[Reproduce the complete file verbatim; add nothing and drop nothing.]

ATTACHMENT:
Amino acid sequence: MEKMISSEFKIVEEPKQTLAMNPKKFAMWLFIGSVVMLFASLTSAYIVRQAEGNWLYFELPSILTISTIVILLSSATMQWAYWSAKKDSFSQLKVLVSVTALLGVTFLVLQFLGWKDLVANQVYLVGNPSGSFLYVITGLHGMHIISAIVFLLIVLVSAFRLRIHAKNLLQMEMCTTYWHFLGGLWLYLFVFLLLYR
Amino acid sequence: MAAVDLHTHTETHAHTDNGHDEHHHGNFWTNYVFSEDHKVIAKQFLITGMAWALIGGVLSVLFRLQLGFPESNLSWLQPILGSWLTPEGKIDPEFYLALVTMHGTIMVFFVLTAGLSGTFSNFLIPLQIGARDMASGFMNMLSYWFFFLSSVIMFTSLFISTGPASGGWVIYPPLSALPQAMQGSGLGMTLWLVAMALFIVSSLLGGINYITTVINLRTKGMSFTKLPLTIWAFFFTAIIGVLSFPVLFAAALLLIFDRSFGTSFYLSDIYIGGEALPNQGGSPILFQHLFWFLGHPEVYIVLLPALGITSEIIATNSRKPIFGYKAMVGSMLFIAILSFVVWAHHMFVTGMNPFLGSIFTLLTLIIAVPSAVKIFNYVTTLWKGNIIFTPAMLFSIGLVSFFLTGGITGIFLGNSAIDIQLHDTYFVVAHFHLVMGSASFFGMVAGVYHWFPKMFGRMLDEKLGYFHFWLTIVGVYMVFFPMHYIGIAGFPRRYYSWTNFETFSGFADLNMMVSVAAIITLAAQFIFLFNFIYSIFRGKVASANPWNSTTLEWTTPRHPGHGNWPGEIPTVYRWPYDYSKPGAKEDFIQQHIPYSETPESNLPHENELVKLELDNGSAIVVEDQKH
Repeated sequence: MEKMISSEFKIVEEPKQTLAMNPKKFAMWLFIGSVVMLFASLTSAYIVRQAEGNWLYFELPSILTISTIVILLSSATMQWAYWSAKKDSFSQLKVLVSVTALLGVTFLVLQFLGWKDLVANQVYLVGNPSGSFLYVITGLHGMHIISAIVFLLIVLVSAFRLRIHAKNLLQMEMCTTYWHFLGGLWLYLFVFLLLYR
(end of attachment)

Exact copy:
Amino acid sequence: MEKMISSEFKIVEEPKQTLAMNPKKFAMWLFIGSVVMLFASLTSAYIVRQAEGNWLYFELPSILTISTIVILLSSATMQWAYWSAKKDSFSQLKVLVSVTALLGVTFLVLQFLGWKDLVANQVYLVGNPSGSFLYVITGLHGMHIISAIVFLLIVLVSAFRLRIHAKNLLQMEMCTTYWHFLGGLWLYLFVFLLLYR
Amino acid sequence: MAAVDLHTHTETHAHTDNGHDEHHHGNFWTNYVFSEDHKVIAKQFLITGMAWALIGGVLSVLFRLQLGFPESNLSWLQPILGSWLTPEGKIDPEFYLALVTMHGTIMVFFVLTAGLSGTFSNFLIPLQIGARDMASGFMNMLSYWFFFLSSVIMFTSLFISTGPASGGWVIYPPLSALPQAMQGSGLGMTLWLVAMALFIVSSLLGGINYITTVINLRTKGMSFTKLPLTIWAFFFTAIIGVLSFPVLFAAALLLIFDRSFGTSFYLSDIYIGGEALPNQGGSPILFQHLFWFLGHPEVYIVLLPALGITSEIIATNSRKPIFGYKAMVGSMLFIAILSFVVWAHHMFVTGMNPFLGSIFTLLTLIIAVPSAVKIFNYVTTLWKGNIIFTPAMLFSIGLVSFFLTGGITGIFLGNSAIDIQLHDTYFVVAHFHLVMGSASFFGMVAGVYHWFPKMFGRMLDEKLGYFHFWLTIVGVYMVFFPMHYIGIAGFPRRYYSWTNFETFSGFADLNMMVSVAAIITLAAQFIFLFNFIYSIFRGKVASANPWNSTTLEWTTPRHPGHGNWPGEIPTVYRWPYDYSKPGAKEDFIQQHIPYSETPESNLPHENELVKLELDNGSAIVVEDQKH
Repeated sequence: MEKMISSEFKIVEEPKQTLAMNPKKFAMWLFIGSVVMLFASLTSAYIVRQAEGNWLYFELPSILTISTIVILLSSATMQWAYWSAKKDSFSQLKVLVSVTALLGVTFLVLQFLGWKDLVANQVYLVGNPSGSFLYVITGLHGMHIISAIVFLLIVLVSAFRLRIHAKNLLQMEMCTTYWHFLGGLWLYLFVFLLLYR